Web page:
Kaisa Page

Kaisa, a 30-year legacy of bridge-building

Kaisa presidents and advisers on Aug. 27.

Kaisa Song

Ito ang Pilipinas, bayan naming mahal
Ito ang lupaing sa ami’y nagsilang
Pulo nito at bayan ang aming tahanan
Ito’y langit namin, pag-asa at hirang
Mga puso nami’y kaisa ang pintig
Minimithi namin matindig ang lahi
Kasama n’yo kami, laging kaagapay
Sa lahat ng hamon at unos ng buhay

Kami’y kaisa ninyo! Kasalo at kasama
Mga palad natin ay magkakaugnay
Iisa lang ang ating pag-asa at tagumpay
Yumabong, bumulas lupang tinubuan
Kami’y kaisa ninyo kalahi at kabayan
Mga palad natin ay magkakaugnay
Iisa lang ang ating hangarin at damdamin
Kaisa! Kaisa! Hanggang sa tagumpay!

Kaisa’s haunting theme song, its lyrics by renowned writer, the late Rene O. Villanueva, and music by Archie Castillo, reflects the motivating force behind the organization and the essence of being a Kaisa member – the desire to be one with the Filipino community in rebuilding our nation and finding our rightful place in the Philippine sun.
From the ruins wrought by the conjugal dictatorship of Ferdinand and Imelda Marcos, Kaisa Para Sa Kaunlaran was born 30 years ago on Aug. 28, 1987, a year after the EDSA People Power Revolution.
Though Kaisa’s 30-year journey had branched into many untrodden paths, we remain true to our mission – the political, economic and socio-cultural integration of Tsinoys into the mainstream society. We triumphed over unexpected challenges and hurdled seemingly insurmountable difficulties.
And throughout this eventful journey, members, supporters, fellow travelers and believers joined us in our cause and truly became the wind beneath our wings.

Pagkakaisa members gather on Dec. 15 every year to celebrate Fr. Charles McCarthy’s (seated) birthday. The author carries her 2-year-old daughter Meah and behind her was her late husband, Prof. Chinben See.

Untrodden paths
The first 10 years were filled with ground-breaking activities, daring to venture where others would not. We published Integration (融合 Yong Hap), a weekly Sunday Chinese supplement in World News, the leading Chinese daily, as soon as we launched Kaisa. It is now on its 1,552 issue (as of Sept. 3). The publication is meant for the Tsinoys, especially the older generation, to appreciate Filipinos and to understand Tsinoy’s history mainstream concerns and issues better.
Tulay (橋) came out in 1988, with its mission on its masthead – “A bridge of understanding between two cultures; a bridge of tolerance between two ages.” It was meant to be a link to enlighten the younger generation to appreciate their past and the cultural legacy bequeathed by their ancestors.
We also started Kaisa research and publications and came out with our first book, Heritage: A pictorial history of the Chinese in the Philippines in 1988, which became the concept for putting up the Bahay Tsinoy, a museum of the Chinese in Philippine Life. We were also the founding members of PACS (Philippine Association for Chinese Studies) in 1987.
At the first PACS conference in 1988 held at De La Salle University, I delivered a talk on “The Chinese in the Philippines – Assets or Liabilities.” The late Miriam Defensor Santiago, then Immigration commissioner, was my paper reactor.
The paper became Santiago’s key reference for a significant policy (Executive Order 324) that legalized the status of overstaying Chinese, who were perennial milking cows of unscrupulous immigration agents. These Chinese, many of whom have been in the Philippines for two to three decades, were deeply grateful for Kaisa’s efforts and gave Kaisa a plaque of appreciation.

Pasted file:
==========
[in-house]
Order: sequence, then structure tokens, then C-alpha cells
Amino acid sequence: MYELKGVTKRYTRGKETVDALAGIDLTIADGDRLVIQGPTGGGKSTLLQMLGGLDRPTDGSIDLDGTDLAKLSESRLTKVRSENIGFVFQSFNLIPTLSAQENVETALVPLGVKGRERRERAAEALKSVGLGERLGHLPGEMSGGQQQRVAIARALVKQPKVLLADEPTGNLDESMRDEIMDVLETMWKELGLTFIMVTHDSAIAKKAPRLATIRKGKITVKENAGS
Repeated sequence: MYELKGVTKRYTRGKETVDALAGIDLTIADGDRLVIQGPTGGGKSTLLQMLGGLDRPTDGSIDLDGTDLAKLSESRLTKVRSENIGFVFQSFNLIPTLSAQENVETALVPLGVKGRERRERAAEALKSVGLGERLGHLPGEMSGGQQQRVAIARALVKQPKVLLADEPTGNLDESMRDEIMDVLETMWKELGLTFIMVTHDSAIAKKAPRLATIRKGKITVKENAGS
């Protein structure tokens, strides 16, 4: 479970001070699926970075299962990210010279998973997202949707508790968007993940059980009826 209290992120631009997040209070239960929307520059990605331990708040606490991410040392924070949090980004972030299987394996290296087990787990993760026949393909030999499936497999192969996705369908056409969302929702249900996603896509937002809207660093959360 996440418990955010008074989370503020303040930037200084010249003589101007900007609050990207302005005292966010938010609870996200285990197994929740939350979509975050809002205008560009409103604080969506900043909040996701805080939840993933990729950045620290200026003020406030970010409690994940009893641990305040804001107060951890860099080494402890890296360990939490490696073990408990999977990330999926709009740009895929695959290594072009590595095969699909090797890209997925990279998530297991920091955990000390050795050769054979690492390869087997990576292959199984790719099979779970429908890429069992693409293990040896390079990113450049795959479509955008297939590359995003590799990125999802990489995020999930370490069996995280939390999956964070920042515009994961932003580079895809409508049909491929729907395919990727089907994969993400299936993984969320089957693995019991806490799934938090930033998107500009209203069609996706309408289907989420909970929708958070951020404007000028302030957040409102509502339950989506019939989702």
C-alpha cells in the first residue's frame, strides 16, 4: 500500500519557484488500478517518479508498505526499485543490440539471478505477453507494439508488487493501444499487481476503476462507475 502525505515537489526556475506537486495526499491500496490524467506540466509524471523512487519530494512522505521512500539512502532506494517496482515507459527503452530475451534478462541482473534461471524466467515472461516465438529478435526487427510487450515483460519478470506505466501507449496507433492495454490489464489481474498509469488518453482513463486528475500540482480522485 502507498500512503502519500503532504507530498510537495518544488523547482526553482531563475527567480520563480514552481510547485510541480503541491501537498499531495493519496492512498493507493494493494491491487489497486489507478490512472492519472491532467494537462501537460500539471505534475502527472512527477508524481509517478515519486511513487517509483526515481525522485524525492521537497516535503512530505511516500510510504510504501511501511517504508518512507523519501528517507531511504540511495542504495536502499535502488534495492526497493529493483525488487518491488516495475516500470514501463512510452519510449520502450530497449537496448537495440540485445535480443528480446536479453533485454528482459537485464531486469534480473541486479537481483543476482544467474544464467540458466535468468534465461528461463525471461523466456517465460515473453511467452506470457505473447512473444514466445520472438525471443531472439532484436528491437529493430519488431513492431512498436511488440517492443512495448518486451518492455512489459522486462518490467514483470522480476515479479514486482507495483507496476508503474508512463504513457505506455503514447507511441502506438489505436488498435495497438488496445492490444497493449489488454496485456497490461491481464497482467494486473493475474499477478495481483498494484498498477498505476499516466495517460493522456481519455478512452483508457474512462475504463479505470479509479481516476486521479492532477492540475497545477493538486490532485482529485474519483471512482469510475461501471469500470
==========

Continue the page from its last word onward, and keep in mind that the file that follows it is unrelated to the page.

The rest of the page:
On international linkages, we hosted an international conference on the Chinese in Southeast Asia in 1992 and hosted the third international conference of the International Society for the Study of the Chinese Overseas (ISSCO) in 1998. These two conferences raised us to the consciousness of an international group of researchers, scholars and enthusiasts on the study of Chinese overseas.
We also started our Alay Medisina, giving medicine to indigent patients at the Philippine General Hospital. This was followed by Alay Puso, giving basic supplies to the Mother Teresa Centers in Del Pan and in Dagupan. Alay Dunong later replaced Alay Puso, a project supplying skills training to high school students who may be unable to go to college and to indigenous minorities in Mindoro and Bataan.
In between were the many outreach projects for fire victims, vaccination for children at Barangay Tatalon, many of whom died of measles, and the much bigger calamity outreach, the Baguio-Dagupan earthquake of 1991 and Pinatubo eruption of 1992.
The Skills and Entrepreneurship Training project for 10 public schools, launched in 1990, produced solid results. High schools students who could not afford to go to college, were introduced to vocational skills, which they can use for livelihood projects. These include training in catering, baking, sewing, upholstery making, refrigeration, hair styling and other skills.
Trail blazing anti-crime efforts
We never imagined that our advocacy would one day give a voice and a face to kidnap victims. Near the end of Cory Aquino’s administration, Kaisa had started recording the increasing number of kidnapping incidents which was much talked about within the Tsinoy community but remained unreported to the police.
In September 1992, two young boys, aged 17 and 18, were brutally tortured and killed even after their parents paid a huge ransom. It jolted the Tsinoy community, who always thought that one can waste money to dispel misfortune (失錢消災). They paid ransom and wasted money – but the boys still lost their lives.
Kaisa attempted to mobilize the Tsinoy community to express indignation but the time apparently had not yet come. This first attempt failed.
On Jan. 7, 1993, 15-year-old Charlene Sy was abducted on her way to school, and subsequently killed – shot dead in a bungled police rescue attempt. Her body, still in her bloodied uniform, was laid side by side with her kidnappers in full view of the world.